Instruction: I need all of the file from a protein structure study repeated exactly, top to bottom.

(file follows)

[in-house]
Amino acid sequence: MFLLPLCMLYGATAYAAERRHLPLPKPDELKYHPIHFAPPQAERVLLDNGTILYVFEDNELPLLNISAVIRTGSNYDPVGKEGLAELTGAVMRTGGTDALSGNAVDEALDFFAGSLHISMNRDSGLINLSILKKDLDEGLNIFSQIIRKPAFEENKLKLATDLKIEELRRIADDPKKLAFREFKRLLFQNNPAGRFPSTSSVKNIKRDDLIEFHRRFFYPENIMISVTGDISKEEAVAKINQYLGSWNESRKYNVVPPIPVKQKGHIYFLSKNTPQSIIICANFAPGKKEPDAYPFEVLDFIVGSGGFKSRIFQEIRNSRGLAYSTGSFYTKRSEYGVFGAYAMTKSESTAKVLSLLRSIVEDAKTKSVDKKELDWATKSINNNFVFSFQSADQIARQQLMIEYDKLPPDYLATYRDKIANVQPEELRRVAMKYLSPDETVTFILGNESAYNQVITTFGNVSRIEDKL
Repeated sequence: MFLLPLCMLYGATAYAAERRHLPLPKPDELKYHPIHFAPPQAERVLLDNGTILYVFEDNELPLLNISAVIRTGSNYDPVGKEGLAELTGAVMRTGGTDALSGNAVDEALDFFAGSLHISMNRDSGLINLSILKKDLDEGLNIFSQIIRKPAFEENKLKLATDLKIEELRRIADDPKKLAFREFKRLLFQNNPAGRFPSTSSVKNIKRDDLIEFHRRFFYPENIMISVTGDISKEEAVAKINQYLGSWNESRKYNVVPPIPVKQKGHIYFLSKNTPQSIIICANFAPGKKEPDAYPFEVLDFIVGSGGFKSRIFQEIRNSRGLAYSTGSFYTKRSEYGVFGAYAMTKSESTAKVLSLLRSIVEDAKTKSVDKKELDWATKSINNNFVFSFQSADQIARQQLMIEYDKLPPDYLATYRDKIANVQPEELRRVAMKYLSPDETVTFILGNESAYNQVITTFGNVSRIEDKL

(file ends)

[in-house]
Amino acid sequence: MFLLPLCMLYGATAYAAERRHLPLPKPDELKYHPIHFAPPQAERVLLDNGTILYVFEDNELPLLNISAVIRTGSNYDPVGKEGLAELTGAVMRTGGTDALSGNAVDEALDFFAGSLHISMNRDSGLINLSILKKDLDEGLNIFSQIIRKPAFEENKLKLATDLKIEELRRIADDPKKLAFREFKRLLFQNNPAGRFPSTSSVKNIKRDDLIEFHRRFFYPENIMISVTGDISKEEAVAKINQYLGSWNESRKYNVVPPIPVKQKGHIYFLSKNTPQSIIICANFAPGKKEPDAYPFEVLDFIVGSGGFKSRIFQEIRNSRGLAYSTGSFYTKRSEYGVFGAYAMTKSESTAKVLSLLRSIVEDAKTKSVDKKELDWATKSINNNFVFSFQSADQIARQQLMIEYDKLPPDYLATYRDKIANVQPEELRRVAMKYLSPDETVTFILGNESAYNQVITTFGNVSRIEDKL
Repeated sequence: MFLLPLCMLYGATAYAAERRHLPLPKPDELKYHPIHFAPPQAERVLLDNGTILYVFEDNELPLLNISAVIRTGSNYDPVGKEGLAELTGAVMRTGGTDALSGNAVDEALDFFAGSLHISMNRDSGLINLSILKKDLDEGLNIFSQIIRKPAFEENKLKLATDLKIEELRRIADDPKKLAFREFKRLLFQNNPAGRFPSTSSVKNIKRDDLIEFHRRFFYPENIMISVTGDISKEEAVAKINQYLGSWNESRKYNVVPPIPVKQKGHIYFLSKNTPQSIIICANFAPGKKEPDAYPFEVLDFIVGSGGFKSRIFQEIRNSRGLAYSTGSFYTKRSEYGVFGAYAMTKSESTAKVLSLLRSIVEDAKTKSVDKKELDWATKSINNNFVFSFQSADQIARQQLMIEYDKLPPDYLATYRDKIANVQPEELRRVAMKYLSPDETVTFILGNESAYNQVITTFGNVSRIEDKL